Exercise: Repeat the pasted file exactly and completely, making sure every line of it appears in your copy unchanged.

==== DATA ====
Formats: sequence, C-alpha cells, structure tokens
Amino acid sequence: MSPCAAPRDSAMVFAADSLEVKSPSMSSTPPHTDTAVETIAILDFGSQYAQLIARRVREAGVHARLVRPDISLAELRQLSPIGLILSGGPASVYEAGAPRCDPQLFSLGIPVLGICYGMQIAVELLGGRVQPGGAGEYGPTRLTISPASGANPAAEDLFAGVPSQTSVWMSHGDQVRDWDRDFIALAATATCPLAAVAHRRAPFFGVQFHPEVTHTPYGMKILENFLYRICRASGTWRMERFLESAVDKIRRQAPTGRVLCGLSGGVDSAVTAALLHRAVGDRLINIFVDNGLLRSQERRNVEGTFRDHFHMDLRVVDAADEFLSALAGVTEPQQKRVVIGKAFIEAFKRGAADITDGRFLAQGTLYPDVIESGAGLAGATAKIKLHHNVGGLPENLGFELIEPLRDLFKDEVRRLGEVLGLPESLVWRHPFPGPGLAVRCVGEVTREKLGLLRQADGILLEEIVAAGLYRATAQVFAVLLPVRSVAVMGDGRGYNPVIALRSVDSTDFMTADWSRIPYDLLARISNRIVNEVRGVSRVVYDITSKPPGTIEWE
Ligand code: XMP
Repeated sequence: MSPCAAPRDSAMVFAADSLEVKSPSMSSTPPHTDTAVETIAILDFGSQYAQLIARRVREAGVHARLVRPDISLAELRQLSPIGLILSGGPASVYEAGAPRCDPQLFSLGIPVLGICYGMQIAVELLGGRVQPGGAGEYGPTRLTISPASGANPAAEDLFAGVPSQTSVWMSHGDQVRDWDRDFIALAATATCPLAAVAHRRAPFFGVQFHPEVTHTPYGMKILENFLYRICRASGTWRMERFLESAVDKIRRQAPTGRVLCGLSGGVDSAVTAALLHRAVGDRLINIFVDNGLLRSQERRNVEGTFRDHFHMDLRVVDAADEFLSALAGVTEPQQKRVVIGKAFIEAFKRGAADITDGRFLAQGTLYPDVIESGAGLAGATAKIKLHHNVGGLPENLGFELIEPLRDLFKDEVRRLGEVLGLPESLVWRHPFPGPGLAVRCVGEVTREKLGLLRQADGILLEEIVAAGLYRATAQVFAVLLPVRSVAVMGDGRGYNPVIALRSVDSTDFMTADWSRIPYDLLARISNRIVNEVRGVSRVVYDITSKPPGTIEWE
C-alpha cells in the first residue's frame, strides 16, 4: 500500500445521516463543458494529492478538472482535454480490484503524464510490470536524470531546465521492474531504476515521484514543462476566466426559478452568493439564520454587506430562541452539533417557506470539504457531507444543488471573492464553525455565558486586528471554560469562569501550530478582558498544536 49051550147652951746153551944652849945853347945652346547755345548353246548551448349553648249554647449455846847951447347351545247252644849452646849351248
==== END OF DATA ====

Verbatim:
Formats: sequence, C-alpha cells, structure tokens
Amino acid sequence: MSPCAAPRDSAMVFAADSLEVKSPSMSSTPPHTDTAVETIAILDFGSQYAQLIARRVREAGVHARLVRPDISLAELRQLSPIGLILSGGPASVYEAGAPRCDPQLFSLGIPVLGICYGMQIAVELLGGRVQPGGAGEYGPTRLTISPASGANPAAEDLFAGVPSQTSVWMSHGDQVRDWDRDFIALAATATCPLAAVAHRRAPFFGVQFHPEVTHTPYGMKILENFLYRICRASGTWRMERFLESAVDKIRRQAPTGRVLCGLSGGVDSAVTAALLHRAVGDRLINIFVDNGLLRSQERRNVEGTFRDHFHMDLRVVDAADEFLSALAGVTEPQQKRVVIGKAFIEAFKRGAADITDGRFLAQGTLYPDVIESGAGLAGATAKIKLHHNVGGLPENLGFELIEPLRDLFKDEVRRLGEVLGLPESLVWRHPFPGPGLAVRCVGEVTREKLGLLRQADGILLEEIVAAGLYRATAQVFAVLLPVRSVAVMGDGRGYNPVIALRSVDSTDFMTADWSRIPYDLLARISNRIVNEVRGVSRVVYDITSKPPGTIEWE
Ligand code: XMP
Repeated sequence: MSPCAAPRDSAMVFAADSLEVKSPSMSSTPPHTDTAVETIAILDFGSQYAQLIARRVREAGVHARLVRPDISLAELRQLSPIGLILSGGPASVYEAGAPRCDPQLFSLGIPVLGICYGMQIAVELLGGRVQPGGAGEYGPTRLTISPASGANPAAEDLFAGVPSQTSVWMSHGDQVRDWDRDFIALAATATCPLAAVAHRRAPFFGVQFHPEVTHTPYGMKILENFLYRICRASGTWRMERFLESAVDKIRRQAPTGRVLCGLSGGVDSAVTAALLHRAVGDRLINIFVDNGLLRSQERRNVEGTFRDHFHMDLRVVDAADEFLSALAGVTEPQQKRVVIGKAFIEAFKRGAADITDGRFLAQGTLYPDVIESGAGLAGATAKIKLHHNVGGLPENLGFELIEPLRDLFKDEVRRLGEVLGLPESLVWRHPFPGPGLAVRCVGEVTREKLGLLRQADGILLEEIVAAGLYRATAQVFAVLLPVRSVAVMGDGRGYNPVIALRSVDSTDFMTADWSRIPYDLLARISNRIVNEVRGVSRVVYDITSKPPGTIEWE
C-alpha cells in the first residue's frame, strides 16, 4: 500500500445521516463543458494529492478538472482535454480490484503524464510490470536524470531546465521492474531504476515521484514543462476566466426559478452568493439564520454587506430562541452539533417557506470539504457531507444543488471573492464553525455565558486586528471554560469562569501550530478582558498544536 49051550147652951746153551944652849945853347945652346547755345548353246548551448349553648249554647449455846847951447347351545247252644849452646849351248